Ted Hughes is revered and scorned in equal measure by the Great British public. Opinion, which is indeed a case of each to their own, cannot, however, be divided on the gruff Yorkshireman’s talent as a poet.
And, boy could the Englishman write a rhyme, whether it be as if from the mind of a wild animal or a verse of searing honesty on the travails of his innermost feelings.
This was not, however, praise that I could always throw at Hughes, for my early notion of him was as a children’s novelist – Iron Man a particular favourite.
He also produced The Pike that, when read by adult eyes, is unnerving but as a boy I enjoyed mentally swimming the river with the big long-jawed fish.
Hughes is best known to the public as a poet laureate, the highest position possible for a poet under Her Majesty’s jurisdiction. He is a member of a select club whose members include Chaucer, Day-Lewis and Betjeman.
Like many in the public eye, it was Hughes’ private life that, at times, brought him more notoriety than his work. His attractiveness to women, coupled with his libidinous nature was a recipe for disaster.
Hughes met the troubled American writer Sylvia Plath at a party in Cambridge in 1955. The great man, with his then girlfriend in tow, was immediately hit with what the Sicilians called the thunderbolt. Plath in response bit the poet on the cheek, drawing blood, as a token of how smitten she was.
The end, as most will know, culminates with Plath committing suicide following Hughes’s numerous infidelities. Feminists railed against him, calling him a murderer and chiselling his name from his wife’s tomb stone. But he kept a dignified personal silence.
That was how it remained until he, suffering with terminal disease, wrote the painfully honest collection of poems called Birthday Letters, in 1998; in these verses he documents the rise and fall of the relationship that the world thought it knew.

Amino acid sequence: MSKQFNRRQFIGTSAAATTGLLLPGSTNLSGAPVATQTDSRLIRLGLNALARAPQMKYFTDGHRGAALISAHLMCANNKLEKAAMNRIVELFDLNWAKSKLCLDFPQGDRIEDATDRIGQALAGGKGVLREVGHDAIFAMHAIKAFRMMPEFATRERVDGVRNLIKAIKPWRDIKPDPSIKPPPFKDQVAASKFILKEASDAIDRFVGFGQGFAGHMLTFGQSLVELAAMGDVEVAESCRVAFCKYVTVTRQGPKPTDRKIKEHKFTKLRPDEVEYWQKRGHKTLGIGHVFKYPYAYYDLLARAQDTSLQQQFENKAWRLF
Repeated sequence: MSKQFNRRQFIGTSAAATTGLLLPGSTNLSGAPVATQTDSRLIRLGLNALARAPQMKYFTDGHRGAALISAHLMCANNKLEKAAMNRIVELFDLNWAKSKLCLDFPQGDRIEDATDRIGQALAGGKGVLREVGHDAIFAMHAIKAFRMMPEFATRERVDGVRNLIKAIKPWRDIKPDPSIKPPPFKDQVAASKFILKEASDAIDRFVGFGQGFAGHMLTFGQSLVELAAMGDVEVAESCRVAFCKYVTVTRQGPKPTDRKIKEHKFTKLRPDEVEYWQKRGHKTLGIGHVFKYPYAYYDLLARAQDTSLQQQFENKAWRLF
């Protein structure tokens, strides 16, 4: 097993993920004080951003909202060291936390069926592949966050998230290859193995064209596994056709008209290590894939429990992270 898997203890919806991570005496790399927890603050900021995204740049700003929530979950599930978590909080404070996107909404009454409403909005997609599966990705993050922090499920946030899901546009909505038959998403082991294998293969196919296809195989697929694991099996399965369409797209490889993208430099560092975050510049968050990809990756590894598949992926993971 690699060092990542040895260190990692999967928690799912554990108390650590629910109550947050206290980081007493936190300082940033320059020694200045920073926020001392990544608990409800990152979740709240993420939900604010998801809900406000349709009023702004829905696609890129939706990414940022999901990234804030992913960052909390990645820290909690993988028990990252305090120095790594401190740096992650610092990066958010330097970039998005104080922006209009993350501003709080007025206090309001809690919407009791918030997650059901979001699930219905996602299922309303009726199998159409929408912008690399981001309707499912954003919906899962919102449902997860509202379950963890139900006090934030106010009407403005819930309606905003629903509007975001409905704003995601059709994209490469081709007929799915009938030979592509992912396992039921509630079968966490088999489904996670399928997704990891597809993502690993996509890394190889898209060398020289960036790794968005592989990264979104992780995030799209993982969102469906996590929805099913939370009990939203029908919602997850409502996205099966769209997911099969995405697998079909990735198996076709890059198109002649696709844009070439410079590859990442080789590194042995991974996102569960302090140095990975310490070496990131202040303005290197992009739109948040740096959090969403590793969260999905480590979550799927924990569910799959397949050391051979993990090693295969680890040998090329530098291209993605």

I encourage everyone to read this book.
True, there are moments where Hughes is sanctimonious and passages where he could be accused of attempting to shift the blame of Plath’s demise away from himself.
But, what makes these poems particularly special is that, rather than follow the conventional approach of a random order, Birthday Letters is arranged chronologically. This makes for compelling reading and it is as much a page turner as a rom-com written for commuters.
Each word of private tender love glimmers in black and white like a daisy chain of butterflies. The manic, cruel episodes read like a smashed mirror. Whilst, the beautiful sad notes hit the reader in solar plexus, when least expecting.
Hughes’s elegant pen creates a tale of changing feelings between humans, rather like a photo album of words. What he does, with the advantage of time, is remember their high love without cynicism and the sadness and anger without blame. This is the opus that poetry’s Taylor and Burton deserves.
There is another dimension too. As well as being a triumph in its own right as poetry, it is equally important as a piece on mental health. Moreover, it focuses not only on the person who is unlucky enough to suffer the illness but those around them.
Far from a saint himself, Hughes shows the strain and worry that the family feels from in the face of erratic or manic behaviour. Without a doubt our sympathy must be with Plath but Hughes, though uncomplaining, paints the dark, paranoid world of her, at times, behaviour.
Despite the drama of the true tale, the star is the elegance and economy of Hughes’ turn of phrase and uncompromising honesty of his words.
Fame will come. Fame especially for you.
Fame cannot be avoided. And when it comes
You will have paid for it with your happiness,
Your husband and your life.